• What do we mean by an expat?

  • An expatriate (expat) is someone who is temporarily staying in a country with mostly another culture than in which he grew up. Usually they are sent by their employer, although some apply directly for an employer abroad. They should not be confused with immigrants who have –from the beginning- the intention to stay permanently. Expats often stayed only 1-3 years in the temporary residence outside their home country. They often enjoy a high salary with tax benefits and housing allowances. They assimilate only to a limited extent in their new temporary home environment. They often experience a kind of culture shock. Their partner and children (if any) are experiencing the same in their own context (https://nl.wikipedia.org/wiki/Expatriate).

  • Renting or buying a home

  • When arrived in the Netherlands the question arises: shall I rent or shall I buy a home. An answer to this question is not to give easily, however you would expect that an expat chooses to rent. The stay period of an expat abroad was namely 1-3 years and for a home this is actually too short to invest in. Besides that, in the Netherlands the duration of a (home) mortgage of 30 years is usual and to enjoy the benefit of tax reduction (as a result of the fiscal deduction of mortgage interest) this is also the maximum term of the loan. Now we see that expats change their practices. Many expats like to stay for a long(er) period in the Netherlands and to enjoy optimally the benefit of tax reduction. Moreover the rental sector has not always a favorable name (regularly, rental agents don’t return the guarantee sum to the tenant at the end of the rental period, because of alleged defects in the home). Last but not least, we see that the purchase and rent prices of homes in the larger Dutch cities increased significantly and the interest rates of mortgages are still low. All these factors often cause that expats decide to buy instead to rent a home.

  • Important conditions to expat mortgages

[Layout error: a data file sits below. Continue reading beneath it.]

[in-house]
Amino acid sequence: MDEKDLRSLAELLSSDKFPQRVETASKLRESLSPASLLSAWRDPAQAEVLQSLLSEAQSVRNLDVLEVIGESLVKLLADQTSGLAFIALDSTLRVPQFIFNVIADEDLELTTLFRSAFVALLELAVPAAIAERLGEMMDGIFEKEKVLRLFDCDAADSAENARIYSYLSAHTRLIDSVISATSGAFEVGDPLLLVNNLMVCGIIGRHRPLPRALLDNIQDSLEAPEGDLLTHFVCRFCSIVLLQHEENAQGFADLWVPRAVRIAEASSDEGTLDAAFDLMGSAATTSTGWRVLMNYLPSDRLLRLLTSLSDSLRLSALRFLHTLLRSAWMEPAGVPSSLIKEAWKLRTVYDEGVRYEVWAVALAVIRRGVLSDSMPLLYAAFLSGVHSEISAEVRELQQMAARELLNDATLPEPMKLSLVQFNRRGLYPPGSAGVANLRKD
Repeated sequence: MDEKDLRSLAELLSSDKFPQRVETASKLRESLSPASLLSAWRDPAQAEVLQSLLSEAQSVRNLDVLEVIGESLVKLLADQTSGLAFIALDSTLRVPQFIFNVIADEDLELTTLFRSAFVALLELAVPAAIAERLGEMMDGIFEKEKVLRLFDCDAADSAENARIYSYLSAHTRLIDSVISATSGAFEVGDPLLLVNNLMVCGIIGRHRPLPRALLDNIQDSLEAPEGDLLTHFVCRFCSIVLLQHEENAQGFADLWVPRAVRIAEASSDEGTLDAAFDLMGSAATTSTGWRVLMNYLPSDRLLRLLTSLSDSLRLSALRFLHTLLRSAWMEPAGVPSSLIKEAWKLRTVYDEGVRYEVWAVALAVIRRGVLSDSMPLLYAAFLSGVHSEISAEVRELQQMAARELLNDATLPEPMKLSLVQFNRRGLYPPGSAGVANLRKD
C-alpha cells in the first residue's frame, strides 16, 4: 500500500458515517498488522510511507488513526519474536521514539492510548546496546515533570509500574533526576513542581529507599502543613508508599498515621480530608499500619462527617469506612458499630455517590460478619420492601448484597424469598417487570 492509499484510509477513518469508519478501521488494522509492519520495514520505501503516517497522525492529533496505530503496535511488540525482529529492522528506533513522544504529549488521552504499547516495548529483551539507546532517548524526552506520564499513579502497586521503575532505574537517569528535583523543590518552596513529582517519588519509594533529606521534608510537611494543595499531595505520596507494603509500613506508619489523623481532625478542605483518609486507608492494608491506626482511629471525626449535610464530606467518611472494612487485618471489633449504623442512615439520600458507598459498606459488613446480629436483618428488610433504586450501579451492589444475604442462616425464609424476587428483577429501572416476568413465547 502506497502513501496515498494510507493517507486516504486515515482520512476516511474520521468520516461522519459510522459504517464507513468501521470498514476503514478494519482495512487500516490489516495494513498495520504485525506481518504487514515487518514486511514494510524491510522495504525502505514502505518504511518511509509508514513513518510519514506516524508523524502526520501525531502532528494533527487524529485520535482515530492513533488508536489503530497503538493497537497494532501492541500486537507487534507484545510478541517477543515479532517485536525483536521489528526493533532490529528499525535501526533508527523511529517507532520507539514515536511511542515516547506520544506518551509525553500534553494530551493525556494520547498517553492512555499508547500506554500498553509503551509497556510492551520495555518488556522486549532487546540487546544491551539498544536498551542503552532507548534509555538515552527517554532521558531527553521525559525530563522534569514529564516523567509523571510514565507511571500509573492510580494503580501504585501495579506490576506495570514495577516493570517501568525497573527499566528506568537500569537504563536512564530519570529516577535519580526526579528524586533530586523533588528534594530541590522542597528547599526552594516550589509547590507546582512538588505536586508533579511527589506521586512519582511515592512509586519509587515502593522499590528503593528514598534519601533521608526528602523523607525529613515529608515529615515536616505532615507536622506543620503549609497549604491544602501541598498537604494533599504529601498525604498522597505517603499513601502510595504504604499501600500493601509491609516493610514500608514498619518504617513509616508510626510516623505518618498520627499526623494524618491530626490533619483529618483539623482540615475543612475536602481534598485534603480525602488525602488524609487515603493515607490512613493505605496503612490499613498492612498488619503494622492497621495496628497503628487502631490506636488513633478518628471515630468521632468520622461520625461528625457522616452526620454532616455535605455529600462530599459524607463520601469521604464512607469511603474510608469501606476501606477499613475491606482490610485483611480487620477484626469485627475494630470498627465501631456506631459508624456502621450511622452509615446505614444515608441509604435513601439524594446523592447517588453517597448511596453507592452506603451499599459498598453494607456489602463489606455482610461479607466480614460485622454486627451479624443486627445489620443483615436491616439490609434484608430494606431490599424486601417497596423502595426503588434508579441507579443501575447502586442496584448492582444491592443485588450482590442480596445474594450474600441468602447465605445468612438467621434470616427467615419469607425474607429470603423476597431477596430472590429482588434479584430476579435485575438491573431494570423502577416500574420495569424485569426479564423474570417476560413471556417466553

• The conditions to expat mortgages differ actually not from the case that a Dutch man or woman is buying a home. But first we mention some conditions to expat mortgages which are playing an important role:

    • The expat has a Nationality of one of the members of the European Union, Switzerland, Norway and Liechtenstein
    • If the expat has a deviating Nationality, then a requirement will be made that the expat has a kind of permanent residence permit
  • National Mortgage Guarantee (abbreviation in Dutch: NHG)

  • In the Netherlands it is possible to apply in some cases government guarantee on a (home) mortgage loan. To that end should be met the above mentioned important conditions (concerning Nationality CQ permanent residence permit).

  • In addition, there is a limit to the mortgage loan to be provided. Because the average purchase price of a home is € 350,000.00, the cost limits for 2018 for already existing homes amount to:
    € 310.000.00 for homes without energy saving devices;
    € 328.600.00 for homes with energy saving devices.
    In practice, often these cost limits are exceeded by expats. For that reason, we will not go into details at this place.

  • Obligatory life insurance (on the life of the borrower/mortgagee)

  • If a mortgage is guaranteed by NHG (see previous paragraph) the mortgage above 80% of the house value must be covered by a life insurance on the life of the borrower/mortgagee. If a mortgage is not guaranteed by NHG, the mortgage should usually be covered above 90% of the house value by a life insurance on the life of the borrower/mortgagee.